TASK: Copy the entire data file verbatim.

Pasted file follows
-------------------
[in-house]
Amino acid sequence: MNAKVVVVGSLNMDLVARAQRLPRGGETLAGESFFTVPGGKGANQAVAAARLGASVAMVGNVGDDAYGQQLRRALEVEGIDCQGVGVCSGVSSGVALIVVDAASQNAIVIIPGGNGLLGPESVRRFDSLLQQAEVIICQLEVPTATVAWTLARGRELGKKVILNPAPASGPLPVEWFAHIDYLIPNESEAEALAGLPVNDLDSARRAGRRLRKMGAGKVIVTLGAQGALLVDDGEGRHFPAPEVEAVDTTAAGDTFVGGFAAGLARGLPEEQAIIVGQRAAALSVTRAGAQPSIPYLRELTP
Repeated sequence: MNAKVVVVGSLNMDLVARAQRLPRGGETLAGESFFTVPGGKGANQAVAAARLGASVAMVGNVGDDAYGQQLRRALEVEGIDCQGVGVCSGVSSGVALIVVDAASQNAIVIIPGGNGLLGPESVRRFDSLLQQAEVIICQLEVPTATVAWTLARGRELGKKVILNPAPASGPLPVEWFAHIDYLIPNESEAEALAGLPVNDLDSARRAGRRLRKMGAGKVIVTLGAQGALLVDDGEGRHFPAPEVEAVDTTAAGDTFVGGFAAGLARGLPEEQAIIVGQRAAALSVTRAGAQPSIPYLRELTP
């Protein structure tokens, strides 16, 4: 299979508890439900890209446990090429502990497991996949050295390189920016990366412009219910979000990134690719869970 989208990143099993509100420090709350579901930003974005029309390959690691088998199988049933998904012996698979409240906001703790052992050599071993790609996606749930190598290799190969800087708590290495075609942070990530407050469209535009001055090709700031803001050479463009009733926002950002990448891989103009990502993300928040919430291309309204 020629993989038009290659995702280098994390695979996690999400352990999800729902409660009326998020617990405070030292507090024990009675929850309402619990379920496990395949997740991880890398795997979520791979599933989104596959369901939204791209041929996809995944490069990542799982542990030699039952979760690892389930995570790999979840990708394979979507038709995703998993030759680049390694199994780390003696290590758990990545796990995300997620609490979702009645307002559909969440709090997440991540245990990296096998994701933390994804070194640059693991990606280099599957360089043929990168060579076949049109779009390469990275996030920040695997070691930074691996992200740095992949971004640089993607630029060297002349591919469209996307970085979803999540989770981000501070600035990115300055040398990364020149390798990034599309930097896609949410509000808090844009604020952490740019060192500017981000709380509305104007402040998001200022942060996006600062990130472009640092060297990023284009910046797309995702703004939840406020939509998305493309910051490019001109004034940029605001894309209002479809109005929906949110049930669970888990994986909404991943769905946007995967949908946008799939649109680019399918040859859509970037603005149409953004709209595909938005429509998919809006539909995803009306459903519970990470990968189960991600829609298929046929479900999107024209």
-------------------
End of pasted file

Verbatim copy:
[in-house]
Amino acid sequence: MNAKVVVVGSLNMDLVARAQRLPRGGETLAGESFFTVPGGKGANQAVAAARLGASVAMVGNVGDDAYGQQLRRALEVEGIDCQGVGVCSGVSSGVALIVVDAASQNAIVIIPGGNGLLGPESVRRFDSLLQQAEVIICQLEVPTATVAWTLARGRELGKKVILNPAPASGPLPVEWFAHIDYLIPNESEAEALAGLPVNDLDSARRAGRRLRKMGAGKVIVTLGAQGALLVDDGEGRHFPAPEVEAVDTTAAGDTFVGGFAAGLARGLPEEQAIIVGQRAAALSVTRAGAQPSIPYLRELTP
Repeated sequence: MNAKVVVVGSLNMDLVARAQRLPRGGETLAGESFFTVPGGKGANQAVAAARLGASVAMVGNVGDDAYGQQLRRALEVEGIDCQGVGVCSGVSSGVALIVVDAASQNAIVIIPGGNGLLGPESVRRFDSLLQQAEVIICQLEVPTATVAWTLARGRELGKKVILNPAPASGPLPVEWFAHIDYLIPNESEAEALAGLPVNDLDSARRAGRRLRKMGAGKVIVTLGAQGALLVDDGEGRHFPAPEVEAVDTTAAGDTFVGGFAAGLARGLPEEQAIIVGQRAAALSVTRAGAQPSIPYLRELTP
């Protein structure tokens, strides 16, 4: 299979508890439900890209446990090429502990497991996949050295390189920016990366412009219910979000990134690719869970 989208990143099993509100420090709350579901930003974005029309390959690691088998199988049933998904012996698979409240906001703790052992050599071993790609996606749930190598290799190969800087708590290495075609942070990530407050469209535009001055090709700031803001050479463009009733926002950002990448891989103009990502993300928040919430291309309204 020629993989038009290659995702280098994390695979996690999400352990999800729902409660009326998020617990405070030292507090024990009675929850309402619990379920496990395949997740991880890398795997979520791979599933989104596959369901939204791209041929996809995944490069990542799982542990030699039952979760690892389930995570790999979840990708394979979507038709995703998993030759680049390694199994780390003696290590758990990545796990995300997620609490979702009645307002559909969440709090997440991540245990990296096998994701933390994804070194640059693991990606280099599957360089043929990168060579076949049109779009390469990275996030920040695997070691930074691996992200740095992949971004640089993607630029060297002349591919469209996307970085979803999540989770981000501070600035990115300055040398990364020149390798990034599309930097896609949410509000808090844009604020952490740019060192500017981000709380509305104007402040998001200022942060996006600062990130472009640092060297990023284009910046797309995702703004939840406020939509998305493309910051490019001109004034940029605001894309209002479809109005929906949110049930669970888990994986909404991943769905946007995967949908946008799939649109680019399918040859859509970037603005149409953004709209595909938005429509998919809006539909995803009306459903519970990470990968189960991600829609298929046929479900999107024209």